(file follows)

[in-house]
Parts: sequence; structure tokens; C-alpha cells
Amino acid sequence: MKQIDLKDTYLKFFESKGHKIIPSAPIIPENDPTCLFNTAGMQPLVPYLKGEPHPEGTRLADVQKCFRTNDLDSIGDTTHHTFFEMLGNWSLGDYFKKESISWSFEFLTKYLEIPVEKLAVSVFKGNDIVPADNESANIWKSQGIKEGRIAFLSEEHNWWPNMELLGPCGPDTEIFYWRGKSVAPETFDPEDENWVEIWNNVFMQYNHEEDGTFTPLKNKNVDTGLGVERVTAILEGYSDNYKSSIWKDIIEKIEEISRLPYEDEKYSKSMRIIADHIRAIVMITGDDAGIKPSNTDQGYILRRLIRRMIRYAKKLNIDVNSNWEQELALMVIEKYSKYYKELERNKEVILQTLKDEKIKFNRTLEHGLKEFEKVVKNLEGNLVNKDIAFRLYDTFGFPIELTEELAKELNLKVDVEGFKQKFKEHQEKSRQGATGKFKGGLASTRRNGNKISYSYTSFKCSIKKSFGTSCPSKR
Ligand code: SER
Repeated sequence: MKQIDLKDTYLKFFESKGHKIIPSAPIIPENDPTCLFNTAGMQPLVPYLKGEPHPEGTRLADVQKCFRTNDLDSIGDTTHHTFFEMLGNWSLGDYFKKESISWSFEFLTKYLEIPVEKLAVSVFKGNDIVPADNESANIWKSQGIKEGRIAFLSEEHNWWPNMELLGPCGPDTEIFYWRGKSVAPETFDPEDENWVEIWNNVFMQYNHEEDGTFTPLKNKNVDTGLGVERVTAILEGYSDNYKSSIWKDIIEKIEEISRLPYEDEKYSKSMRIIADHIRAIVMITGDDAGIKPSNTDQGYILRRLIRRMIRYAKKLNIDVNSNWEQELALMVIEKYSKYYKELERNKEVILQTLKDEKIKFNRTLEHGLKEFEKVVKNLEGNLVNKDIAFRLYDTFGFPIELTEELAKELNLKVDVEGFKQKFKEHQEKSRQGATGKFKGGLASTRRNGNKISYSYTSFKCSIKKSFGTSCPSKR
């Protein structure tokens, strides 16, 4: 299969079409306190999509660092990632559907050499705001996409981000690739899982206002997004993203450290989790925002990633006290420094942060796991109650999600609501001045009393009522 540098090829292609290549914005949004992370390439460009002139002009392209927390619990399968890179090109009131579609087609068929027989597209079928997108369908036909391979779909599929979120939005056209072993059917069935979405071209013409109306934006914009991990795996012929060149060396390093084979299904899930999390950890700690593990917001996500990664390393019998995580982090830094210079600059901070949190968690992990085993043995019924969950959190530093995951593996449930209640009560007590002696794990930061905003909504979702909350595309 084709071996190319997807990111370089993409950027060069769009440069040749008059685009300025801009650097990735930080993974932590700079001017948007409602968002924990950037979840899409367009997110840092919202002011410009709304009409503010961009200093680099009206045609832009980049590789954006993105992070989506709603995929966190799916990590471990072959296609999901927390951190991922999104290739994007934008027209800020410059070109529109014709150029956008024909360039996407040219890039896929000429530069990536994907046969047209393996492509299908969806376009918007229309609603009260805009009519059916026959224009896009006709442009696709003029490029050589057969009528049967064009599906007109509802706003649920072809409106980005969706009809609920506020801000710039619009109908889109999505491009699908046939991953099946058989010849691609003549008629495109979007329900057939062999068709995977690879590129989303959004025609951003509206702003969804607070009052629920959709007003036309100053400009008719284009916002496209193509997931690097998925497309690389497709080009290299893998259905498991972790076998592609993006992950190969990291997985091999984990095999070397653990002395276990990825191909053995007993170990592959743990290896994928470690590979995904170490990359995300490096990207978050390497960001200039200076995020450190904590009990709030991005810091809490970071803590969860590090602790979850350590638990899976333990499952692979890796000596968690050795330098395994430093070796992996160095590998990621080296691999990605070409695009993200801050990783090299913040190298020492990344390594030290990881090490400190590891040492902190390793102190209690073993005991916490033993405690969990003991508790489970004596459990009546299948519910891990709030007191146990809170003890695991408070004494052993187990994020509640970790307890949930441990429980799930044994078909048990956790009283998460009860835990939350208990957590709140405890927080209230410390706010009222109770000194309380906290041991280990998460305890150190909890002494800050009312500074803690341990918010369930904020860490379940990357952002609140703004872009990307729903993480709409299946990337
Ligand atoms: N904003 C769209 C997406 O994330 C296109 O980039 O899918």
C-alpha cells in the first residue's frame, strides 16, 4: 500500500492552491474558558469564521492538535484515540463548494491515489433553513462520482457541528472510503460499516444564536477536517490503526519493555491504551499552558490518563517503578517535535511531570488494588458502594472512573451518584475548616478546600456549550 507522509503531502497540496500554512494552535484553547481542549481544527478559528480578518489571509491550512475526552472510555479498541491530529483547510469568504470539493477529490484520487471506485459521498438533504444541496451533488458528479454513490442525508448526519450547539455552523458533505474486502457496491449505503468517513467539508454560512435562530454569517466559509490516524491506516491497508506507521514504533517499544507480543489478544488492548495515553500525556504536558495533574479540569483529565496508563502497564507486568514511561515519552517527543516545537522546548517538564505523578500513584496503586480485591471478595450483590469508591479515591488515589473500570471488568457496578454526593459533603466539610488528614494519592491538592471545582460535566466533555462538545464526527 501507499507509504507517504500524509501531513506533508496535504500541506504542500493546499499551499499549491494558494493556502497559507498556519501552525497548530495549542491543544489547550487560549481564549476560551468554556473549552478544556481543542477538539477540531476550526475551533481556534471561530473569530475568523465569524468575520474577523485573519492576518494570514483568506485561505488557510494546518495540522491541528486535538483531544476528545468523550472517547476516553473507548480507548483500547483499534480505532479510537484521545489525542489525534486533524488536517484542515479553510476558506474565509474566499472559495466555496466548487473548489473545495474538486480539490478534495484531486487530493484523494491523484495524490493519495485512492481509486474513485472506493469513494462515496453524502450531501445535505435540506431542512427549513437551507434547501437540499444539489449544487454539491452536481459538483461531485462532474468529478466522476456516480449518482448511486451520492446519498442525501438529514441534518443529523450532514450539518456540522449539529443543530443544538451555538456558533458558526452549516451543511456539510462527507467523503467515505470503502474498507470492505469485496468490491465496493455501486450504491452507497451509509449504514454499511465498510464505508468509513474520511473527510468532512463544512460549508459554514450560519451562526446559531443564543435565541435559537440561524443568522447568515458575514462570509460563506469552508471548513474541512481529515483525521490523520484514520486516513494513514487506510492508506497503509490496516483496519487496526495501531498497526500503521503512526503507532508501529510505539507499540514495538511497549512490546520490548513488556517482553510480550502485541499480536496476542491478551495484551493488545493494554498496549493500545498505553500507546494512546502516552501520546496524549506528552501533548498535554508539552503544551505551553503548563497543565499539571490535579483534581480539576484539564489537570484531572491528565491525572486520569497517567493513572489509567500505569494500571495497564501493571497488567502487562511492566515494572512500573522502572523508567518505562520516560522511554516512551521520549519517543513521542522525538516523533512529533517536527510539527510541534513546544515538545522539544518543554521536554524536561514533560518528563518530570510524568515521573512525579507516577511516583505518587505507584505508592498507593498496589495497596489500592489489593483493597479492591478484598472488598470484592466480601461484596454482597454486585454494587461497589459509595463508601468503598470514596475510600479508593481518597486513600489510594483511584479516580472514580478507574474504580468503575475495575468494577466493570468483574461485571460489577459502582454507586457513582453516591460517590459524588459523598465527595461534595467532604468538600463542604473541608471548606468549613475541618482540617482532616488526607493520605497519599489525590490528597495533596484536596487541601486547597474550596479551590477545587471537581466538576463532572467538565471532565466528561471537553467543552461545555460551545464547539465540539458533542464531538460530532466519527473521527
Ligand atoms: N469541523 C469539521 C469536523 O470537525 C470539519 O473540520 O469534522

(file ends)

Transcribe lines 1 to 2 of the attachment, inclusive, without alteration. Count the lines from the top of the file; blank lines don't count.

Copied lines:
[in-house]
Parts: sequence; structure tokens; C-alpha cells